After weeks of rumour and speculation, Canterbury-Bankstown Bulldogs have finally confirmed the sign...
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In an interview with The Daily Telegraph, David Gallop has spoken frankly and openly about two of the biggest off field issues surrounding Rugby League, the salary cap and 16 teams.
Gallop said the NRL had to start looking at ways of rewarding the better run clubs and stop catering to lowest common denominator by setting the salary cap at $3.25 million and this move has seen Rugby League lose countless amounts of players to Rugby over the last three seasons so the time for change is now.
Gallop hinted the salary cap could be raised as high as $5 million dollars and the issue will be spoken about at length at a conference on the Central Coast in May. Any likely increase would not be implemented until the 2006 season, with the current agreements with NRL clubs not due to expire until the end of the 2005 season.
Gallop also spoke of expansion and relocation as a major issue confronting the game and has the desire to see the game taken to a truly national level.
"One day down the track, our broadcasters and sponsors will be attracted by us having a national flavour," Gallop said. "That's one of the reasons why I'm a supporter of Melbourne. I don't think anyone will be looking to add teams beyond perhaps a 16th team.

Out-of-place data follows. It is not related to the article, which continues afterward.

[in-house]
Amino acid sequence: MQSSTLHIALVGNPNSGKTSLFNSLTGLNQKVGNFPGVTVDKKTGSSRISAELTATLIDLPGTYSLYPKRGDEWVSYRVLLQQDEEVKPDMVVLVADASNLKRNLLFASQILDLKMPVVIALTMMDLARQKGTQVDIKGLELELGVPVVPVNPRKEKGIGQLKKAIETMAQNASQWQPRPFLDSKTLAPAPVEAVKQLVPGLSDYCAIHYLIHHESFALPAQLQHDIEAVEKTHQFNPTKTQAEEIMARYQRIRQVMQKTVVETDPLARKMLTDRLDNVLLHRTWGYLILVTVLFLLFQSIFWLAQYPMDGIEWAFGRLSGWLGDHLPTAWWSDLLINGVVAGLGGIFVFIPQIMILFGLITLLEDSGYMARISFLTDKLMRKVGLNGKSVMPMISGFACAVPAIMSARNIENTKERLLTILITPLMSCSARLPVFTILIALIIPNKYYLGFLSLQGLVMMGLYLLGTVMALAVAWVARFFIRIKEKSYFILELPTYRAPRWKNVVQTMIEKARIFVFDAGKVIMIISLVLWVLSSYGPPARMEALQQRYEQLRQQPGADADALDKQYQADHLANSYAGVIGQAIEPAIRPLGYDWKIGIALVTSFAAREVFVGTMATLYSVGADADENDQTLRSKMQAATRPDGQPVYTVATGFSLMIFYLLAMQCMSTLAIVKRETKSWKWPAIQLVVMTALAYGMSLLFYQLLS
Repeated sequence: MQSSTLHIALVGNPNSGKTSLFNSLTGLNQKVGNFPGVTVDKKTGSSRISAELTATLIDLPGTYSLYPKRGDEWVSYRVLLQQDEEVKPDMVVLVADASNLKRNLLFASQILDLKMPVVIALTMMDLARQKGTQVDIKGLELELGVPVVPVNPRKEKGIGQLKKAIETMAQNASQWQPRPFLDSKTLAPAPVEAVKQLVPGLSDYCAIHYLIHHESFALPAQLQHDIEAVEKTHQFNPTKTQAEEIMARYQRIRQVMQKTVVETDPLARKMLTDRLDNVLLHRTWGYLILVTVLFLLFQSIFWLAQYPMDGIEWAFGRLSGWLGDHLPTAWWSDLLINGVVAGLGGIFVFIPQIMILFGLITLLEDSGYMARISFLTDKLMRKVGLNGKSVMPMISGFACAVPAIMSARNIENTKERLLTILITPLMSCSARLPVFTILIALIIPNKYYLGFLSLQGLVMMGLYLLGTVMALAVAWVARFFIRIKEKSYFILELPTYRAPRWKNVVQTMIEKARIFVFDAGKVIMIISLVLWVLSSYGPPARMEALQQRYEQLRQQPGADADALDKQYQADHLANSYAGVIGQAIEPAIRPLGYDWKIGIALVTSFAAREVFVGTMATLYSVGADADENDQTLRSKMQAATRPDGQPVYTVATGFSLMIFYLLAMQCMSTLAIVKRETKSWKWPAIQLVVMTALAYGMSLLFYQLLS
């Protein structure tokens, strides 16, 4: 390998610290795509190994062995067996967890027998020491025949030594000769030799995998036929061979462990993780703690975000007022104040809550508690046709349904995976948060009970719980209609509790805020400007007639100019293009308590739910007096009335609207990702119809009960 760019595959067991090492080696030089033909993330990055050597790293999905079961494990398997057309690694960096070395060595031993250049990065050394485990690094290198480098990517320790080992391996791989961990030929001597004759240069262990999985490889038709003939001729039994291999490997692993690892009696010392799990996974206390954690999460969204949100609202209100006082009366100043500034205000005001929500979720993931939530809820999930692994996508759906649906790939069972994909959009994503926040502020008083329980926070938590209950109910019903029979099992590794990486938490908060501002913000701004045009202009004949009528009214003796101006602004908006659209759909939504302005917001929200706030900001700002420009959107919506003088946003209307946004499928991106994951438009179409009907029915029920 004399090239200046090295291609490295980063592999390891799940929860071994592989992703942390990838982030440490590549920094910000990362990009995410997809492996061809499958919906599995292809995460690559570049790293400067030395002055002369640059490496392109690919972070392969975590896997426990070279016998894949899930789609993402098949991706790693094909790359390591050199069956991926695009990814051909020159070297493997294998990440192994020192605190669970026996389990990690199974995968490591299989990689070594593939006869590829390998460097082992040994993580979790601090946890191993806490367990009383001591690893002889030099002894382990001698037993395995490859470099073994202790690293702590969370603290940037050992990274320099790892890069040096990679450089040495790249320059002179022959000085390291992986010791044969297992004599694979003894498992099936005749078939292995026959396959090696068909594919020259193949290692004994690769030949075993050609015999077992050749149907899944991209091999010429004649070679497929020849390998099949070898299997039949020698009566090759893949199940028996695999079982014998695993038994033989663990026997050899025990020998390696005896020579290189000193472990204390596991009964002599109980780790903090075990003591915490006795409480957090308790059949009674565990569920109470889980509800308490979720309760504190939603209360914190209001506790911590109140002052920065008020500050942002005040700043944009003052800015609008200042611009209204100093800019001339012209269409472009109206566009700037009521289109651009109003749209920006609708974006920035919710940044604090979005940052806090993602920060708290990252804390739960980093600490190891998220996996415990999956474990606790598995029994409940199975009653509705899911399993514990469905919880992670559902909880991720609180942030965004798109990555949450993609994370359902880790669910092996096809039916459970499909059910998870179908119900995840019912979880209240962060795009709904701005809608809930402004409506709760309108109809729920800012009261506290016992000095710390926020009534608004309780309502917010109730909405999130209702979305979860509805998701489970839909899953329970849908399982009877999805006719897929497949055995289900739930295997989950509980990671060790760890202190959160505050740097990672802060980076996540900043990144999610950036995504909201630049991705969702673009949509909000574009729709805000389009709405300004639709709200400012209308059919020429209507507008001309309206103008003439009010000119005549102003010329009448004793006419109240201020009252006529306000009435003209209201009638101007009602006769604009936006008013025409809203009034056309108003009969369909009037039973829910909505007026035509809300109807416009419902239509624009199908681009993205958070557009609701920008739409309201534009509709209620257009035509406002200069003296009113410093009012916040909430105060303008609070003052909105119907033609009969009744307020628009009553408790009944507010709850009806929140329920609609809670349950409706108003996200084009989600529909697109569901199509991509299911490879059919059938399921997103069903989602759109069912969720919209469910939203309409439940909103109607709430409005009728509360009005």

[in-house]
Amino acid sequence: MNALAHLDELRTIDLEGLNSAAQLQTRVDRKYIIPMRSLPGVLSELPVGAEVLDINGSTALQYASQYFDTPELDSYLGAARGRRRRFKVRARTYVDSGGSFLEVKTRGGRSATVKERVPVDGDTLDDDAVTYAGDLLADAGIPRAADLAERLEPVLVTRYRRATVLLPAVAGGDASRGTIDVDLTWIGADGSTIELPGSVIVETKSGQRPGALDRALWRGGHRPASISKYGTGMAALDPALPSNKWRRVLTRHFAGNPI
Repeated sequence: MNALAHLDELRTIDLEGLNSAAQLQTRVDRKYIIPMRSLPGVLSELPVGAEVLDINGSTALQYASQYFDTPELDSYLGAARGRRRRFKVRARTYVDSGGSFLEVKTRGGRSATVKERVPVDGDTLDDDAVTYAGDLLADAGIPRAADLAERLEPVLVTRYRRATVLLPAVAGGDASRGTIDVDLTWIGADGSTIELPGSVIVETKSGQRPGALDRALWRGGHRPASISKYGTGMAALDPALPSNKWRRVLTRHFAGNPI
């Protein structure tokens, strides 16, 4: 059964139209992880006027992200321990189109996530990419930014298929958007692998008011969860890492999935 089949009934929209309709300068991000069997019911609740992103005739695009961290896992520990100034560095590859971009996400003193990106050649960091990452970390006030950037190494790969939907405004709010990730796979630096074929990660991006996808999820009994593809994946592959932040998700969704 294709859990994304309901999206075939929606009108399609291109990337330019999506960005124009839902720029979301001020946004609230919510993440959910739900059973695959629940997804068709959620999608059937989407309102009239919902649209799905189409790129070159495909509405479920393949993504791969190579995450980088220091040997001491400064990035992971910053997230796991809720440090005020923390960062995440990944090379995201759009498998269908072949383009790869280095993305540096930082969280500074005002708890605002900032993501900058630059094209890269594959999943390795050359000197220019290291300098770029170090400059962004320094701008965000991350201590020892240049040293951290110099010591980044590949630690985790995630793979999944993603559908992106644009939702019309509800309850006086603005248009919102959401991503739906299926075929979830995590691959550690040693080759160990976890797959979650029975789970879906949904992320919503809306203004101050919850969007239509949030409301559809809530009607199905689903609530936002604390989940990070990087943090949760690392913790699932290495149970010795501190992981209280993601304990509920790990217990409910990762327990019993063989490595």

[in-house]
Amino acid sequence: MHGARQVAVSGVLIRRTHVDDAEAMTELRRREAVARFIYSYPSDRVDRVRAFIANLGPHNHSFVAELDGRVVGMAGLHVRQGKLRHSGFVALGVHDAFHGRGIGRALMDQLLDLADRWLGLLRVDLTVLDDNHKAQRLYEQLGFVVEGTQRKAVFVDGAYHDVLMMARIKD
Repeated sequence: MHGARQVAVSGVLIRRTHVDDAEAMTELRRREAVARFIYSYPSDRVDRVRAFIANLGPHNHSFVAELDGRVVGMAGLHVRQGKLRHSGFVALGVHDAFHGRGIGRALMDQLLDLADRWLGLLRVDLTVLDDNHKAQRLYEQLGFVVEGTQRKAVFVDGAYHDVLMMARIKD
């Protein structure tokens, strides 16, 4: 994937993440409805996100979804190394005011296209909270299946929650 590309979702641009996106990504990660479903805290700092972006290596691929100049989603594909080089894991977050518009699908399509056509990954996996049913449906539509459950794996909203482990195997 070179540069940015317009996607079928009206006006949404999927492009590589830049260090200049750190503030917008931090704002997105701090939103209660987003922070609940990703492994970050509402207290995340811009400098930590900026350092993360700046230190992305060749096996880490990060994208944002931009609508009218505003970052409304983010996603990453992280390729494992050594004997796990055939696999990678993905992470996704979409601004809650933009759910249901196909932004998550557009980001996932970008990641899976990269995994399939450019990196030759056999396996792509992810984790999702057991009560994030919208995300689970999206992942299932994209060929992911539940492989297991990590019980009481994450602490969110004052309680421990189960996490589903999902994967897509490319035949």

"The two mentioned the most are the Gold Coast and Central Coast and both have really compelling claims and, importantly, when they've had opportunities in the past 12 months they've made sure people have got out and supported rugby league.
"Wellington's another one. Rugby league has made huge inroads there from where we were a couple of years ago. To get 15,000 to a trial in Invercargill is pretty amazing. You couldn't discount Wellington."
Gallop also acknowledged that Sydney was top heavy with clubs trying to compete and has welcomed any proposals for re-loaction with a Gold Coast consortium travelling to Sydney this week to lobby the Sydney clubs about the merits of relocating to one of the country's growth areas.
At this stage it would be hard seeing a club willingly up and move and not isolate their supporter base but the possibility of a shared arrangement similar to that of the Wests Tigers and St George Illawarra may be an option worth pursuing.
Of all the Sydney clubs, Souths and Cronulla would be the two most likely to relocate as both clubs are in competition with two powerhouse clubs flush with huge finacial backing in the Sydney Roosters and St George Illawarra.
There is little chance of any of the clubs further west relocating as they all have massive leagues club backing and huge junior bases from which to draw talent.
It has taken the NRL five years to get it right, but it has been worth the wait with Rugby League about to make a quantum leap from an amatuer setup to one of a truly professional sporting organisation.